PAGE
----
Local vs. Organic: What Matters More?

When it comes to choosing between the two, what's more important: buying local, or buying organic? An expert breaks it down.
local vs organic

Every week, I sit down to create a family food menu and plan out my grocery shopping adventure. I have a few regular factors that play into my decision about where I’ll do my shopping, like price and recipe, but more and more I map out my trip according to who carries the best organic options vs. where I can buy local products.

If you’re anything like me, you’ve gone back and forth in the debate between local and organic food. Which is healthier? What’s more cost effective? And where can I get what I need, when I need it?

Rather than keep guessing at what matters more, I decided to talk to Dr. Michael Smith with The Carolinas Natural Health Center outside of Charlotte, North Carolina to get a better grasp on things.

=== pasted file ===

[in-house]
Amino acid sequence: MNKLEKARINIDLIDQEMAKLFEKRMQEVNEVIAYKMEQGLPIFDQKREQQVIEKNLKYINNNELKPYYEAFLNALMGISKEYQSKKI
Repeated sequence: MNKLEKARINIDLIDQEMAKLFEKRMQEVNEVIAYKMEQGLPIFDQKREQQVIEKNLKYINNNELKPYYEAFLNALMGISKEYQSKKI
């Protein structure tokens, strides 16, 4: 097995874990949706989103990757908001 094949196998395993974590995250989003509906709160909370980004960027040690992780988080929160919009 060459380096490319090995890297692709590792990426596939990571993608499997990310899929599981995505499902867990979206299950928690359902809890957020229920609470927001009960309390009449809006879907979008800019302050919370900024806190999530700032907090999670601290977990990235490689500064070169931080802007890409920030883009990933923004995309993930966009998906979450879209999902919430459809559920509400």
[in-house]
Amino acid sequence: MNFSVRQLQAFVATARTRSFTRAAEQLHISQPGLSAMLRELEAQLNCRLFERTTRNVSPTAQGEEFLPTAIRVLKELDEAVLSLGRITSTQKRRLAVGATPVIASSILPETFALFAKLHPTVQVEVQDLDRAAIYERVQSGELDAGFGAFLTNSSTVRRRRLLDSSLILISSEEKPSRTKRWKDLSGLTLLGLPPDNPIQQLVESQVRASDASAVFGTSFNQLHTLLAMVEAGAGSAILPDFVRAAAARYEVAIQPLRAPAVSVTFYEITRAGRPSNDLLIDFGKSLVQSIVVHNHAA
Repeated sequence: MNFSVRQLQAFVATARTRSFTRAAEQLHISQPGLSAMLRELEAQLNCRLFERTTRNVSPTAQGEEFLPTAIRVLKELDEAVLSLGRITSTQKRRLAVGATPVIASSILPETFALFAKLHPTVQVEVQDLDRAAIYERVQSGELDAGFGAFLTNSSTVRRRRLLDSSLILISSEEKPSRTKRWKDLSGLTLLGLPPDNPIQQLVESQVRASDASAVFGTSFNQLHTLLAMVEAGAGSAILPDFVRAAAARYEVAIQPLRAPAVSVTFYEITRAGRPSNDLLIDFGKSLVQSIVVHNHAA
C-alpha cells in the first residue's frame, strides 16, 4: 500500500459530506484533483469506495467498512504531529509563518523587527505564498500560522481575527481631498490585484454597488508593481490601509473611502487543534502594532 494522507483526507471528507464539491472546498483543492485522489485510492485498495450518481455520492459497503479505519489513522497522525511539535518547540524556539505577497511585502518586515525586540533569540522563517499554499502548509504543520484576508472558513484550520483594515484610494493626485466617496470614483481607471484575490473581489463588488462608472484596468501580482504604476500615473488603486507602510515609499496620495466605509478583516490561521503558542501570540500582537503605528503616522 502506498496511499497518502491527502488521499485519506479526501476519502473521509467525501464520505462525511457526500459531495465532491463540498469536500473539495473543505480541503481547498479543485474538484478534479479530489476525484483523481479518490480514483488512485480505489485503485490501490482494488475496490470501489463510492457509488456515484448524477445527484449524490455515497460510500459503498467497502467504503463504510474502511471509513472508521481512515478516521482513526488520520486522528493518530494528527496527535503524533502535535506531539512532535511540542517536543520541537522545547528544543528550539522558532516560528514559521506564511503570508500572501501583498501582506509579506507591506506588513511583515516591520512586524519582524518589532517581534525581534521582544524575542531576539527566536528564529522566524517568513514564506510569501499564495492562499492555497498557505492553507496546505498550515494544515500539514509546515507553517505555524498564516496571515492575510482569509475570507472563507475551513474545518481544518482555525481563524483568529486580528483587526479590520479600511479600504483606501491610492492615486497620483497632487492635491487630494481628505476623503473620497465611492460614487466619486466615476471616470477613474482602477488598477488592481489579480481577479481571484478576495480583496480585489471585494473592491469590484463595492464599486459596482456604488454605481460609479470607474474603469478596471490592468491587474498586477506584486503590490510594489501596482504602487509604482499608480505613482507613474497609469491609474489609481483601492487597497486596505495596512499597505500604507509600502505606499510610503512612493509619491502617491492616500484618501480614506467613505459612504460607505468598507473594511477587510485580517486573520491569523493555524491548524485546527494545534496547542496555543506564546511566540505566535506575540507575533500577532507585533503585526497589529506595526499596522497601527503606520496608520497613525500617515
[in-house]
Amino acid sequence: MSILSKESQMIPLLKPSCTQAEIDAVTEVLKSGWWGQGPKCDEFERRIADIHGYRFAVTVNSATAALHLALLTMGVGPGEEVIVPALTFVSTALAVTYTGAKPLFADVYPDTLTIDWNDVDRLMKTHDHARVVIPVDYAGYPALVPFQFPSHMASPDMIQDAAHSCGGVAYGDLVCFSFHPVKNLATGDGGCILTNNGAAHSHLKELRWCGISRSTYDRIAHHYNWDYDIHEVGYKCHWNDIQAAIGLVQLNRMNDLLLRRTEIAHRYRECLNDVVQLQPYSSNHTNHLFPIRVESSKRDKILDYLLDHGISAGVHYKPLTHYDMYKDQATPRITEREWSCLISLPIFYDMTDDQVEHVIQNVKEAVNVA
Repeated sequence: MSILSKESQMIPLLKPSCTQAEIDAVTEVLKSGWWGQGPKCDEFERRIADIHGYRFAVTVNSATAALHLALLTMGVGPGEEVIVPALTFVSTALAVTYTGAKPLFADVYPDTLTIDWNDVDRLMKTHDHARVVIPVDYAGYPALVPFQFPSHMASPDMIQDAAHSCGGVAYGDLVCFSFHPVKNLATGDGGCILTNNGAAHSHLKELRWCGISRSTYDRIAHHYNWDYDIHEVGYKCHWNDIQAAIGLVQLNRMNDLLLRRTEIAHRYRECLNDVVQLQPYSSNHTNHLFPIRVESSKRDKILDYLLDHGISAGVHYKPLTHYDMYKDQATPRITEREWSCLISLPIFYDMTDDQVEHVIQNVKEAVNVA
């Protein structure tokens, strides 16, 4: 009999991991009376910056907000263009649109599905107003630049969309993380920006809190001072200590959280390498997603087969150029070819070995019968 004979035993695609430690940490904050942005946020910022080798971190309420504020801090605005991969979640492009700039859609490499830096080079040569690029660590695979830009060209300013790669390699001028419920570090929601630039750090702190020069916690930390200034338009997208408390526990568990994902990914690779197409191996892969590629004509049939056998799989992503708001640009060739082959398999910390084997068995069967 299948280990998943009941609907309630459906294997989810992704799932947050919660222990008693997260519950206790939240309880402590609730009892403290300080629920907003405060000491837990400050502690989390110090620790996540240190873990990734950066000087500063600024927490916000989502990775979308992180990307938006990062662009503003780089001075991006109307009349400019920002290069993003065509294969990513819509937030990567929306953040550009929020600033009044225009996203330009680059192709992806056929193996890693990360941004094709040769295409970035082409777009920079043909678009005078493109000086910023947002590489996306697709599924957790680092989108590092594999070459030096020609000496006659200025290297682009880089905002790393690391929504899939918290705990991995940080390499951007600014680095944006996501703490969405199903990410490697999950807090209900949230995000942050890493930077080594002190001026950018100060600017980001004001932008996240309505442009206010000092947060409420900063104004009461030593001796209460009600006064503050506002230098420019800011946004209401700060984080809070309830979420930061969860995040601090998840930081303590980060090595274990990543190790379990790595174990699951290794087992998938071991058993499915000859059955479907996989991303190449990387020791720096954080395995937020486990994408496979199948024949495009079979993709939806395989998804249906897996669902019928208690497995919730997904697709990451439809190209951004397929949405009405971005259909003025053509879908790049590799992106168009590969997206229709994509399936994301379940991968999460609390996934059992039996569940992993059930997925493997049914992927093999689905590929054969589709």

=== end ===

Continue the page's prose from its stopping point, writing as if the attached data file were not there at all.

Why the Good Stuff Matters

“The food we eat is the foundation for our health,” Dr. Smith said. “It’s where our nutrients come from and can influence so many aspect of our body, like our digestion system. We all know the digestive system is where our food is broken down, but it’s also where the nutrients are absorbed and where our immune system is regulated. So these food choices you’re making are playing a huge role in your immune functions.”

Dr. Smith also explained that our digestive system has a big impact on the neurotransmitters that affect our mood and mental functions. In fact, our intestines have the highest concentration of neurons outside of the mind—which is why they’re sometimes called the “second brain.”